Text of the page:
secure the borders of the US.
Former Pennsylvania Senator Rick Santorum said there was a more practical way to accomplish the same goal.
But
as the political establishment rushed to criticise Trump, there is
little doubt that he has tapped into a strain of anti-immigrant and
anti-foreigner sentiment that has ebbed and flowed through American
history.

Donald Trump autographs a supporter in Virginia. Photo / AP
Donald Trump autographs a supporter in Virginia. Photo / AP
There are a number of antecedents over the past century
that put Trump’s candidacy and the responses to it into historical
context.
After World War I, a wave of immigration from Europe to
the United States, coupled with fears of the spread of worldwide
communism after the Bolshevik revolution, led to strikes, riots,
violence, anarchism and ultimately a powerful backlash against
immigrants.
Then-Attorney General Mitchell Palmer led a series of infamous raids, rounding up suspected radicals and trying to deport them.
A
rising nationalist and nativist strain fuelled by the war and its
aftermath eventually led Congress twice in three years in the early
1920s to enact strict new quotas on immigration, sharply limiting the
influx of those fleeing a continent devastated by the war for
opportunities in the America.
In the past decade, illegal
immigration from Latin America has repeatedly emerged as a hot-button
issue of US politics, playing out most prominently inside the Republican
Party. Efforts to pass comprehensive immigration reform, advocated by
then-President George W.
Bush during his second term in office,
faltered because of conservative resistance. Renewed efforts under
President Barack Obama met similar opposition from conservatives in and
out of Congress.
Fears of terrorism have now been layered on top
of the issue of illegal immigration. Long-standing fears about Isis
(Islamic State) terrorism have intensified since the attacks in Paris
and San Bernardino.

Republican presidential candidate Donald Trump energizes the crowd during a campaign rally at Dorton Arena in Raleigh. Photo / AP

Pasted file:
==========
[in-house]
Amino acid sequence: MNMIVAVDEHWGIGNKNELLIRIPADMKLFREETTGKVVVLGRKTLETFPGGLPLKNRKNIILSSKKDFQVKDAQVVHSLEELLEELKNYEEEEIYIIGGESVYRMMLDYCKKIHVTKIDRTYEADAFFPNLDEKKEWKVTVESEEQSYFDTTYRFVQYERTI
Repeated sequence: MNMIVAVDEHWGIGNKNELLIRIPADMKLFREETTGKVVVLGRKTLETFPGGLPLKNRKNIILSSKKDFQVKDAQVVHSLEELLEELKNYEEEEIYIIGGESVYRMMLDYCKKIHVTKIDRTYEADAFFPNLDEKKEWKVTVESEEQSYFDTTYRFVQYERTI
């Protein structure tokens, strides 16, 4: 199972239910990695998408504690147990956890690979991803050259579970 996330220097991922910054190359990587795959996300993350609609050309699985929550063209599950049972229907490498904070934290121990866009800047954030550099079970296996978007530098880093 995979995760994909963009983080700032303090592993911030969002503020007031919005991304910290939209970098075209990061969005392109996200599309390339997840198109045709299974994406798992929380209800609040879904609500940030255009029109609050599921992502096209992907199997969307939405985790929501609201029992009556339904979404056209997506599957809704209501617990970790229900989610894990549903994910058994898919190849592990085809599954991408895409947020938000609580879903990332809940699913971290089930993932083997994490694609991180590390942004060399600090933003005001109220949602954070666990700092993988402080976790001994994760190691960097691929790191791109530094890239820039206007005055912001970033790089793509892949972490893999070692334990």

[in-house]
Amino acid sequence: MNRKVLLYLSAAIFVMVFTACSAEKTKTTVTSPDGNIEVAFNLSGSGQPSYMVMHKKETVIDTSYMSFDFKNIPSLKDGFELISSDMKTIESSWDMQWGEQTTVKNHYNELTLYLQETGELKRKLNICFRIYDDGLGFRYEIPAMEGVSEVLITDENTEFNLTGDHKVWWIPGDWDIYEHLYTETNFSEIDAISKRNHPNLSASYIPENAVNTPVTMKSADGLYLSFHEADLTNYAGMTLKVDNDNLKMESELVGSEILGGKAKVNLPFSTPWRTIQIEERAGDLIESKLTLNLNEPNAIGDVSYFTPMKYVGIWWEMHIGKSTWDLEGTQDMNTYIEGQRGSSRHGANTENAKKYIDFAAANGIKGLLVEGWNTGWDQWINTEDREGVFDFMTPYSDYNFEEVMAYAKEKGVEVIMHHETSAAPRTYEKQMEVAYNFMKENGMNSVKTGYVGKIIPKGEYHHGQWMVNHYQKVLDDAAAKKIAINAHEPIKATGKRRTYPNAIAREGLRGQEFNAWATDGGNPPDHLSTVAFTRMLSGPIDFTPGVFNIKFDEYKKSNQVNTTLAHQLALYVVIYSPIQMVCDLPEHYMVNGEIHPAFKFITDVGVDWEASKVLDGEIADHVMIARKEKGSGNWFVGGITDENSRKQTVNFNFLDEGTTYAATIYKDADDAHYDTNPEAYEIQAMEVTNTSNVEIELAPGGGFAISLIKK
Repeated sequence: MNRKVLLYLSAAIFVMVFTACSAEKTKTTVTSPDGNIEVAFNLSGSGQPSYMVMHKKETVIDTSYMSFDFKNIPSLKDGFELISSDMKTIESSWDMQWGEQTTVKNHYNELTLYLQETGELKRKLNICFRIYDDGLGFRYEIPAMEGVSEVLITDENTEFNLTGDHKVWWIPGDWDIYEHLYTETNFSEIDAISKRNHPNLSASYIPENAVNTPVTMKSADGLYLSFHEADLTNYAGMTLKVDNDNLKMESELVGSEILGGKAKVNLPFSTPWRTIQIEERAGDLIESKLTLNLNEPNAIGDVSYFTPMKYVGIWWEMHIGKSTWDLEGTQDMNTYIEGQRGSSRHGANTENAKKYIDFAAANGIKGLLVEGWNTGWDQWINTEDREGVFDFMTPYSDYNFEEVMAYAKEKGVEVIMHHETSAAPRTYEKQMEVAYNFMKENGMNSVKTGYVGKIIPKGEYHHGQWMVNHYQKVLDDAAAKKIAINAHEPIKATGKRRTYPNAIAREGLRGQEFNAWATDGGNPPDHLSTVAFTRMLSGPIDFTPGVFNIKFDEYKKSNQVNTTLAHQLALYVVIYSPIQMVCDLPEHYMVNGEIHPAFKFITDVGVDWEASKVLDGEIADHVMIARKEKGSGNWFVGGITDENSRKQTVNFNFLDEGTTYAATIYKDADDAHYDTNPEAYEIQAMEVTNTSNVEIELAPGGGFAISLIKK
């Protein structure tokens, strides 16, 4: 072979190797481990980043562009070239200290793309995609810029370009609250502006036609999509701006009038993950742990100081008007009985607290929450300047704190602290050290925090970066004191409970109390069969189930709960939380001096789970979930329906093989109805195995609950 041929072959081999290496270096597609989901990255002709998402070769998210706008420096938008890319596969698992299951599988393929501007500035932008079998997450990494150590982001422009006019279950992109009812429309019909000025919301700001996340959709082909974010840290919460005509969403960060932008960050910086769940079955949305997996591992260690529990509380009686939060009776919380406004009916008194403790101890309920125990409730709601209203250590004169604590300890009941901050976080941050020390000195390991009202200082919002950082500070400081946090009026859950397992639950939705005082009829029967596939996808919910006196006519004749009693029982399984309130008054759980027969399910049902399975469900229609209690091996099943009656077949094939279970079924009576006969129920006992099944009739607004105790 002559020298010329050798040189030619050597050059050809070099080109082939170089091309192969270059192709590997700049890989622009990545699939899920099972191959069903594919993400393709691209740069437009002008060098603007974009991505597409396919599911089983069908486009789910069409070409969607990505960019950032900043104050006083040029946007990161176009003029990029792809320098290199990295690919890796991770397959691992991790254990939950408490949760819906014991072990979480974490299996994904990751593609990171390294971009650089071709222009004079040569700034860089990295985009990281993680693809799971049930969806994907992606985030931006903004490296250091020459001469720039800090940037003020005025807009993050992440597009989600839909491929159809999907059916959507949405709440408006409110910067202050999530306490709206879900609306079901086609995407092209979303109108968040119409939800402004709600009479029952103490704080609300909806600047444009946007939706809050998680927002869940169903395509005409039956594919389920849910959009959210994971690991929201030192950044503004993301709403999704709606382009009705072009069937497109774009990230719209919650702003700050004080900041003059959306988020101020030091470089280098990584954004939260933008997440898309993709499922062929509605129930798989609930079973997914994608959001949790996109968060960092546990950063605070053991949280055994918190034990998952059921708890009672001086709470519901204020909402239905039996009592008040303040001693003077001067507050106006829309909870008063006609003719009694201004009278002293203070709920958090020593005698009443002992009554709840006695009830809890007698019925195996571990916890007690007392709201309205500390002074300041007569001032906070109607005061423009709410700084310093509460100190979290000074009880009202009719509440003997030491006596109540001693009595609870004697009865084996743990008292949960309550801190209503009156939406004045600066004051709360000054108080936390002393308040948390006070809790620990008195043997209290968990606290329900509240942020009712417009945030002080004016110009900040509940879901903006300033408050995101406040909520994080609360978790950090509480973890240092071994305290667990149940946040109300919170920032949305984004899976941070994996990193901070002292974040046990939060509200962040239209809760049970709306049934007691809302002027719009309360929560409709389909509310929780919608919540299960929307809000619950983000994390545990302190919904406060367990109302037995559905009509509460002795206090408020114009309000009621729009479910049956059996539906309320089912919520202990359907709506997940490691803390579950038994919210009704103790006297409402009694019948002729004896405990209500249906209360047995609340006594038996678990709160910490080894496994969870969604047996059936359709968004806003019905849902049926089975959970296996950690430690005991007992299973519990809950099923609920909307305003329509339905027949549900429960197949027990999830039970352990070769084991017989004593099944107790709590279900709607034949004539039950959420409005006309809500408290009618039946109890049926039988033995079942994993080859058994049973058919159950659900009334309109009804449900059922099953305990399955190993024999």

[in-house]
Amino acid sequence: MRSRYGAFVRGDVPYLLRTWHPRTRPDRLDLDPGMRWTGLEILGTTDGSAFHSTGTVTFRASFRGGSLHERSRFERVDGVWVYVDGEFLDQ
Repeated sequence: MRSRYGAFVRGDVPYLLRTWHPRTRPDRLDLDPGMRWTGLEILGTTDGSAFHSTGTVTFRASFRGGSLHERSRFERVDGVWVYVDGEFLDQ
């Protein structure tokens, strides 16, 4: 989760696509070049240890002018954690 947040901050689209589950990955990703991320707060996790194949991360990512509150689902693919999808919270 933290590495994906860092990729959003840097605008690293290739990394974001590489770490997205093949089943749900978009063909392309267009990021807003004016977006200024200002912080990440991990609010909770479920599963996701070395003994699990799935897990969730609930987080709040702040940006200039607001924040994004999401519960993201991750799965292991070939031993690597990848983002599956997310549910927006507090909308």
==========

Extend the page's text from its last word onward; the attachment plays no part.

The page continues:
Republican presidential candidate Donald
Trump energizes the crowd during a campaign rally at Dorton Arena in
Raleigh. Photo / AP
Stanford’s Kennedy pointed to “inchoate, diffuse, free
floating anxiety” brought on by economic strains, the nation’s inability
to extract itself from Middle East wars and a generally unsettled world
as other causes for Trump’s appeal.
Kennedy also noted that in contrast to times past, what once held extreme expressions in check no longer does.
“We’ve
known for a long time that we’re just less trustful as a people. We
have less confidence in our major institutions and our leaders.
He
gets denounced routinely when he does these things, and everyone gets
up and says this is not a voice we should listen to. But nobody has
credibility on the other side. Nobody has the cultural authority to put
this guy down. All the condemnation in the world falls on deaf ears.”
What
once might have seemed inconceivable in political debate has become
acceptable, at least to a part of the population. That makes this moment
a potential inflection point in the life of the country.

Those already drawn to Donald Trump have shown remarkable willingness to accept the worst and continue to support him. Photo / AP
Those already drawn to Donald Trump have
shown remarkable willingness to accept the worst and continue to support
him. Photo / AP

For the Republican Party, it highlights what has emerged as
a deep split between the party elites and at least a portion of the
rank and file.
Next week’s debate in Las Vegas, the final GOP
debate this year, will bring the candidates together in what has become
the most virulent moment of the campaign. Trump will be under fire, but
he has been there before and survived, even prospered. Will this moment
prove any different?
Beyond that, Trump has brought into sharper
focus important questions that will play out during the coming election
year: What can be done to make Americans feel safer? What will impede or
encourage recruitment by Isis? What does it mean to be an American?
What
kind of image does this nation project around the world? Along with the
rhetoric of Donald Trump, the stakes for 2016 have escalated
dramatically.